1. Charlie’s “problem” was more than likely caused by stress. Our animals respond to our own levels of stress. We had two collie dogs at one time and one of them had the same problem as soon as we just started to discuss moving. Very sensitive animals.

    I have very itchy dry eyes and lots of allergies. Taking Benadryl or another like Allegra which is a 24 hour non-drowsy formula might help. It does me. And when your eyes are all healed, try using Zaditor antihistamine eye drops for the itching. They are great and can be purchased at Walgreens, CVS, Walmart, etc.

  2. Brenda, don’t take Benedryl. My doctor told me the last time I was there–a couple of weeks ago–that there have been studies recently that show Benadryl may increase your chances of developing Alzheimer’s Disease. I haven’t seen the studies, but I do trust the information I get from my doctor. There are alternative antihistamines that you can use for the same results. I take Zyrtec for my mosquito allergy. There is a store brand of it which is cheaper.

    So sorry Charlie is having problems. I hope they aren’t serious. How disturbing to come home to finding the evidence. Especially after your worry about injuring your eye. I’m glad everything was okay with it. I hope you can give yourself some time to sit and rest. I know you read a lot. That might be a way to encourage yourself to just sit for a spell. Ask yourself what terrible thing will happen if you don’t get up and accomplish something. I find that works sometimes for me. The answer is usually “Nothing!”

  3. Ugh. Brenda, I totally get it. I tore my cornea this spring…no idea how, just happened. I had terrible drops and had to go back to the doctor every day for a two weeks until it healed. It was not an easy time…I hope you are feeling better soon…

  4. Charlie my be really stressed over all of the life changes he’s had to deal with. Having you change your daily routine may be disconcerting for him as well. Hopefully all will be well with him when your surgery/recovery period is complete.
    My post op eye patch was clear, the plastic had no visual distortion and was ventilated. I would wear it on various times during the day when I knew I might accidentally rub my eye(s). Call your doctor whenever you think something might not be right. Never guess when it comes to your vision.

  5. I rub my eyes a lot because of allergies. I don’t know what I’d do if I had cataract surgery. Yikes! Also, the not bending over for a week…that would be really hard, too. I bend over many times a day – to pick things up, wipe the floors, put the cat food bowls on the floor…how do you not feed the cats, right? How do you not bend over to pick up laundry or the laundry basket? Etc, etc.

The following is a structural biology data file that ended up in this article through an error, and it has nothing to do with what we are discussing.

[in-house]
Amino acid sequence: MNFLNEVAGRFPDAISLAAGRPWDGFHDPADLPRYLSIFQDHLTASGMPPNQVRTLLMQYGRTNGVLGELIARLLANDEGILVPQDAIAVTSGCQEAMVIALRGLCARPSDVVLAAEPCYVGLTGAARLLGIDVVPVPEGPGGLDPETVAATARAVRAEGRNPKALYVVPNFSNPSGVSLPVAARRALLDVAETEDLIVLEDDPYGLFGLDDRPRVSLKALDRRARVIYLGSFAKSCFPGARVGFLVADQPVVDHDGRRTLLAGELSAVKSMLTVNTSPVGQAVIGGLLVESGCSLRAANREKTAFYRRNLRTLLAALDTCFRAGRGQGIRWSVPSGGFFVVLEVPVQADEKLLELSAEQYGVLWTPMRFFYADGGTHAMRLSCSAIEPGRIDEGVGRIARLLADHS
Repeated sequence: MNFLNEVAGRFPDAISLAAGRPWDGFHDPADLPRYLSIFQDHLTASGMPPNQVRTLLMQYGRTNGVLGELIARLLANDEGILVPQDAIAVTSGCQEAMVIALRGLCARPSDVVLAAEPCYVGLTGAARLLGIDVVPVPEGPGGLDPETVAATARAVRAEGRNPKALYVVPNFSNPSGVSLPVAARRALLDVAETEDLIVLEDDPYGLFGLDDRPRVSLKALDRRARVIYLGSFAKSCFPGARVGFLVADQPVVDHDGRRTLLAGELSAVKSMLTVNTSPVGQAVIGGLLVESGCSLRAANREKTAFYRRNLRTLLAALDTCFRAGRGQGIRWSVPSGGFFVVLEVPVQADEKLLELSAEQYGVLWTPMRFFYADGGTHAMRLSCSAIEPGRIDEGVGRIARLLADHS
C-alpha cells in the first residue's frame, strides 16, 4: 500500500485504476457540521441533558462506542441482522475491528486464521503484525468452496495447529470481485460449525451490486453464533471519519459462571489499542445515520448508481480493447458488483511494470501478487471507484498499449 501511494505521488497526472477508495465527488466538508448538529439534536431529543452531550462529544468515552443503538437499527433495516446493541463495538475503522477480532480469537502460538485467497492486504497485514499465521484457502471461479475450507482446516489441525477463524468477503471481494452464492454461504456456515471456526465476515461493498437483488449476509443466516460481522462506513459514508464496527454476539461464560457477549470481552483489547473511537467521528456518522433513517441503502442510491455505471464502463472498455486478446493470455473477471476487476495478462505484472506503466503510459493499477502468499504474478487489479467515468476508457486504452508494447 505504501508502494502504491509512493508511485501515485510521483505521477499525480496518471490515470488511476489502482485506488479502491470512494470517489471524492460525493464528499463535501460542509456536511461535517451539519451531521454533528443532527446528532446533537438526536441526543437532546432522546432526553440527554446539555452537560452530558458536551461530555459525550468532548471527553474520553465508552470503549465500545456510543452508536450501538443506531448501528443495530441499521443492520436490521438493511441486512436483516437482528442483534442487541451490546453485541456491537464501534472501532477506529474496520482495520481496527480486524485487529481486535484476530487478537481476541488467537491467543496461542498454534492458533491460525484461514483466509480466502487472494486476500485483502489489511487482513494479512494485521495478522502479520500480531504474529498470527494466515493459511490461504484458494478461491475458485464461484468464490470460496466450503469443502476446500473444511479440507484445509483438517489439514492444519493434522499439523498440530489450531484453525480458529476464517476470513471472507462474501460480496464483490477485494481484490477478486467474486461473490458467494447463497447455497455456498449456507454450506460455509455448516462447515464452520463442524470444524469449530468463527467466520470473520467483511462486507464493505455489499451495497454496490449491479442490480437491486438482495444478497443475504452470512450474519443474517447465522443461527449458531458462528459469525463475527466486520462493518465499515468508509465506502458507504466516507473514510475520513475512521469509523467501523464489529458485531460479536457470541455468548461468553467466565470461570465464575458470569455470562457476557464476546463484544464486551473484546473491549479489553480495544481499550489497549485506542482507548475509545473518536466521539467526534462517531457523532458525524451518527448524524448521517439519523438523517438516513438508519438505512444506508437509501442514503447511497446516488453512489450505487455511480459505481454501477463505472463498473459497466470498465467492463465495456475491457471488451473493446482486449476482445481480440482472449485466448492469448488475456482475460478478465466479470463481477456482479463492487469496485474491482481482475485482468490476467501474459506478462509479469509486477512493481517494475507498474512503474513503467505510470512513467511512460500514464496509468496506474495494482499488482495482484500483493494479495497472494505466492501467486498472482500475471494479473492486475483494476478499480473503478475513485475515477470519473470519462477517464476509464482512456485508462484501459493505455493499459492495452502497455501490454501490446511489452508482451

I read through the comments and saw that you came home to blood and diarrhea from Charlie. Oh no, that doesn’t sound good at all. Hope and pray all will be OK with him. Keep us posted.

  6. Our 14 year old Cocker has had diarrhea for almost a week. Everything he ate went right through him in about 2 hours. Of course, the vet wasn’t in over the week-end and when I called yesterday, they were full up. Fortunately, they had a cancellation yesterday afternoon so we took him. The vet examined him and ran tests and everything checked out okay. She couldn’t find anything wrong with him; she said he must have had a tummy upset. She gave us pills to settle his stomach down. We gave him one when we got him home. He is to eat boiled chicken and rice for a few days. He slept through the night last night without one incident. We gave him another pill this morning and fed him and he is back to normal. He will have to continue his pills twice a day for one week. We were really worried because it came on so suddenly, lasted so long, and he had not eaten anything other than his dog food. I know it is impossible but try not to worry because hopefully it is just a tummy upset, too. I’ll be praying for both of you.

  7. I see that another reader has already suggested Benadryl; this really might help with the itchiness. Glad that you had not damaged the eye; I remember being so nervous after my first cataract surgery — afraid I was going to damage my eye and going crazy just sitting around reading, etc. It would almost be nice if you could sleep until the eye heals completely and then just get up and go about your normal routine. But soon your eye will be healed, you will be ready for that second surgery and this aggravation will be a memory.

    I know that you miss Abi but time does make the pain less sharp. We all miss that beautiful Abi too but we love reading about and seeing pictures of your handsome Charlie. Take care of yourself.

      1. Oh my goodness; just went back and read through your responses to today’s comments. I know you are worried about Charlie — I hope this is just an upset stomach and that he will be better soon. Maybe he got upset with you being out of the house for a while.

  8. Thank goodness your eye is ok. I think that like everything else the more they tell you not to do something the more you want to do it. As for the itchy eye maybe he can give you something for that or perhaps as someone else suggested Benadryl.

    I hope your next appointment is a great success. Have a wonderful day.

    Today marks 3 years since I lost my sweet Munchen and I can tell you that I miss her as much today as the day I lost her and there are days I cry that she is gone.